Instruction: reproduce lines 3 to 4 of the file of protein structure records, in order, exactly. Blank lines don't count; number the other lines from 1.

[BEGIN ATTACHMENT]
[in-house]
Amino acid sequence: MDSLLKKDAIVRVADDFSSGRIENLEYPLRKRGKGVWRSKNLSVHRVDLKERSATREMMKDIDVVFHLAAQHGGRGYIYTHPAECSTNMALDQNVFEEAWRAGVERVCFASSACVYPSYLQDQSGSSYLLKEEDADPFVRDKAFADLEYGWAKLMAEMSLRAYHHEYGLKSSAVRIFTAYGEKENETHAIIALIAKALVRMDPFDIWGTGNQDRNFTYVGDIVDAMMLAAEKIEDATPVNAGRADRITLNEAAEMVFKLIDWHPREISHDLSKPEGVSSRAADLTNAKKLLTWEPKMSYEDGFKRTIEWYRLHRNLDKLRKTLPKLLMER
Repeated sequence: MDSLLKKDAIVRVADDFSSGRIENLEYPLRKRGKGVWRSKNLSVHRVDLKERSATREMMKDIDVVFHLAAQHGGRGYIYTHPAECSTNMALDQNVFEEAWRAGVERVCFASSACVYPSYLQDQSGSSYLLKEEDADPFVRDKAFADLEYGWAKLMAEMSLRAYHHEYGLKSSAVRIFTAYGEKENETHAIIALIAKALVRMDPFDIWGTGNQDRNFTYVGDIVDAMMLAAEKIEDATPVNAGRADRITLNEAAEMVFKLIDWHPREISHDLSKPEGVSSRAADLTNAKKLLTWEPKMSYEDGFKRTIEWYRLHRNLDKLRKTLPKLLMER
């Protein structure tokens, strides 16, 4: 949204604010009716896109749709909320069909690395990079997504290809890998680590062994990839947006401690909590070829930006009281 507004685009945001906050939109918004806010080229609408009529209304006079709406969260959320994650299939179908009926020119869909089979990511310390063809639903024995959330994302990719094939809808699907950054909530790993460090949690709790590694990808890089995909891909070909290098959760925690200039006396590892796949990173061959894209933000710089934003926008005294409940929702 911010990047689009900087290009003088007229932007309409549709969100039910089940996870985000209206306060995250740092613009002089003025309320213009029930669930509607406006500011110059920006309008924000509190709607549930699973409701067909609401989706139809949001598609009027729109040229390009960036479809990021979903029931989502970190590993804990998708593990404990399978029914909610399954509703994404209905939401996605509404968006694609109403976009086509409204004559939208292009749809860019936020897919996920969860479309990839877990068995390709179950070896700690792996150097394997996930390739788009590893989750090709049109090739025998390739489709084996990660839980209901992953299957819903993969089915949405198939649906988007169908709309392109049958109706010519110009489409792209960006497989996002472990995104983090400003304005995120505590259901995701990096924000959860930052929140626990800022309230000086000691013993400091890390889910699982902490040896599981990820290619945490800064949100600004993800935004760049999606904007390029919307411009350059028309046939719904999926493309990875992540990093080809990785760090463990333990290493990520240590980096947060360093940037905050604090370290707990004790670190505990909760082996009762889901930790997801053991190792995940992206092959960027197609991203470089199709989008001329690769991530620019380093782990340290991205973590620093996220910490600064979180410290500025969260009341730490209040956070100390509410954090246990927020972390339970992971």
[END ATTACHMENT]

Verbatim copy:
Repeated sequence: MDSLLKKDAIVRVADDFSSGRIENLEYPLRKRGKGVWRSKNLSVHRVDLKERSATREMMKDIDVVFHLAAQHGGRGYIYTHPAECSTNMALDQNVFEEAWRAGVERVCFASSACVYPSYLQDQSGSSYLLKEEDADPFVRDKAFADLEYGWAKLMAEMSLRAYHHEYGLKSSAVRIFTAYGEKENETHAIIALIAKALVRMDPFDIWGTGNQDRNFTYVGDIVDAMMLAAEKIEDATPVNAGRADRITLNEAAEMVFKLIDWHPREISHDLSKPEGVSSRAADLTNAKKLLTWEPKMSYEDGFKRTIEWYRLHRNLDKLRKTLPKLLMER
């Protein structure tokens, strides 16, 4: 949204604010009716896109749709909320069909690395990079997504290809890998680590062994990839947006401690909590070829930006009281 507004685009945001906050939109918004806010080229609408009529209304006079709406969260959320994650299939179908009926020119869909089979990511310390063809639903024995959330994302990719094939809808699907950054909530790993460090949690709790590694990808890089995909891909070909290098959760925690200039006396590892796949990173061959894209933000710089934003926008005294409940929702 911010990047689009900087290009003088007229932007309409549709969100039910089940996870985000209206306060995250740092613009002089003025309320213009029930669930509607406006500011110059920006309008924000509190709607549930699973409701067909609401989706139809949001598609009027729109040229390009960036479809990021979903029931989502970190590993804990998708593990404990399978029914909610399954509703994404209905939401996605509404968006694609109403976009086509409204004559939208292009749809860019936020897919996920969860479309990839877990068995390709179950070896700690792996150097394997996930390739788009590893989750090709049109090739025998390739489709084996990660839980209901992953299957819903993969089915949405198939649906988007169908709309392109049958109706010519110009489409792209960006497989996002472990995104983090400003304005995120505590259901995701990096924000959860930052929140626990800022309230000086000691013993400091890390889910699982902490040896599981990820290619945490800064949100600004993800935004760049999606904007390029919307411009350059028309046939719904999926493309990875992540990093080809990785760090463990333990290493990520240590980096947060360093940037905050604090370290707990004790670190505990909760082996009762889901930790997801053991190792995940992206092959960027197609991203470089199709989008001329690769991530620019380093782990340290991205973590620093996220910490600064979180410290500025969260009341730490209040956070100390509410954090246990927020972390339970992971």